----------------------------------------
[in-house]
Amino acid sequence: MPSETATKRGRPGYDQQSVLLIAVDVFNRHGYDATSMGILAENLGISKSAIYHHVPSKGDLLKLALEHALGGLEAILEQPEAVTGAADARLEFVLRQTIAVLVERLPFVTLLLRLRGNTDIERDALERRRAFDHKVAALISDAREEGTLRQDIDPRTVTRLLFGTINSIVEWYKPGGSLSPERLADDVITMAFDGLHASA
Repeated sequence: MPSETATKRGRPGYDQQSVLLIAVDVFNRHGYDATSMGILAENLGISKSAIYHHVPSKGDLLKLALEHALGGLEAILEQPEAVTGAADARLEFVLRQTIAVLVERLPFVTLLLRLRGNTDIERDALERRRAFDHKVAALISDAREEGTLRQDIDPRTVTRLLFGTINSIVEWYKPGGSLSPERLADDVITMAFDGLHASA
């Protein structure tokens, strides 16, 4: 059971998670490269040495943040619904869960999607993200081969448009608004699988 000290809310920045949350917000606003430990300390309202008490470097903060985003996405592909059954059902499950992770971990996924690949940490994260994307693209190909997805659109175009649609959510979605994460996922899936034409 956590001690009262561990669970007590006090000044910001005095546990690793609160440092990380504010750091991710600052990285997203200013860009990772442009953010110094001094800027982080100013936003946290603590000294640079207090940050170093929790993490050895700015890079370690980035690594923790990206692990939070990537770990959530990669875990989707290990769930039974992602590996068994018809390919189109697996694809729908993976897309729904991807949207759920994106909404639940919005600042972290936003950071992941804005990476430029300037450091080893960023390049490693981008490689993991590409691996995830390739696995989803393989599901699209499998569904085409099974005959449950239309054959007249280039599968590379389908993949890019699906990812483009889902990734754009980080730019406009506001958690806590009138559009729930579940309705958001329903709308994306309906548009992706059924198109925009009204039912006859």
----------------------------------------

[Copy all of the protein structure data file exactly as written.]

[in-house]
Amino acid sequence: MPSETATKRGRPGYDQQSVLLIAVDVFNRHGYDATSMGILAENLGISKSAIYHHVPSKGDLLKLALEHALGGLEAILEQPEAVTGAADARLEFVLRQTIAVLVERLPFVTLLLRLRGNTDIERDALERRRAFDHKVAALISDAREEGTLRQDIDPRTVTRLLFGTINSIVEWYKPGGSLSPERLADDVITMAFDGLHASA
Repeated sequence: MPSETATKRGRPGYDQQSVLLIAVDVFNRHGYDATSMGILAENLGISKSAIYHHVPSKGDLLKLALEHALGGLEAILEQPEAVTGAADARLEFVLRQTIAVLVERLPFVTLLLRLRGNTDIERDALERRRAFDHKVAALISDAREEGTLRQDIDPRTVTRLLFGTINSIVEWYKPGGSLSPERLADDVITMAFDGLHASA
């Protein structure tokens, strides 16, 4: 059971998670490269040495943040619904869960999607993200081969448009608004699988 000290809310920045949350917000606003430990300390309202008490470097903060985003996405592909059954059902499950992770971990996924690949940490994260994307693209190909997805659109175009649609959510979605994460996922899936034409 956590001690009262561990669970007590006090000044910001005095546990690793609160440092990380504010750091991710600052990285997203200013860009990772442009953010110094001094800027982080100013936003946290603590000294640079207090940050170093929790993490050895700015890079370690980035690594923790990206692990939070990537770990959530990669875990989707290990769930039974992602590996068994018809390919189109697996694809729908993976897309729904991807949207759920994106909404639940919005600042972290936003950071992941804005990476430029300037450091080893960023390049490693981008490689993991590409691996995830390739696995989803393989599901699209499998569904085409099974005959449950239309054959007249280039599968590379389908993949890019699906990812483009889902990734754009980080730019406009506001958690806590009138559009729930579940309705958001329903709308994306309906548009992706059924198109925009009204039912006859």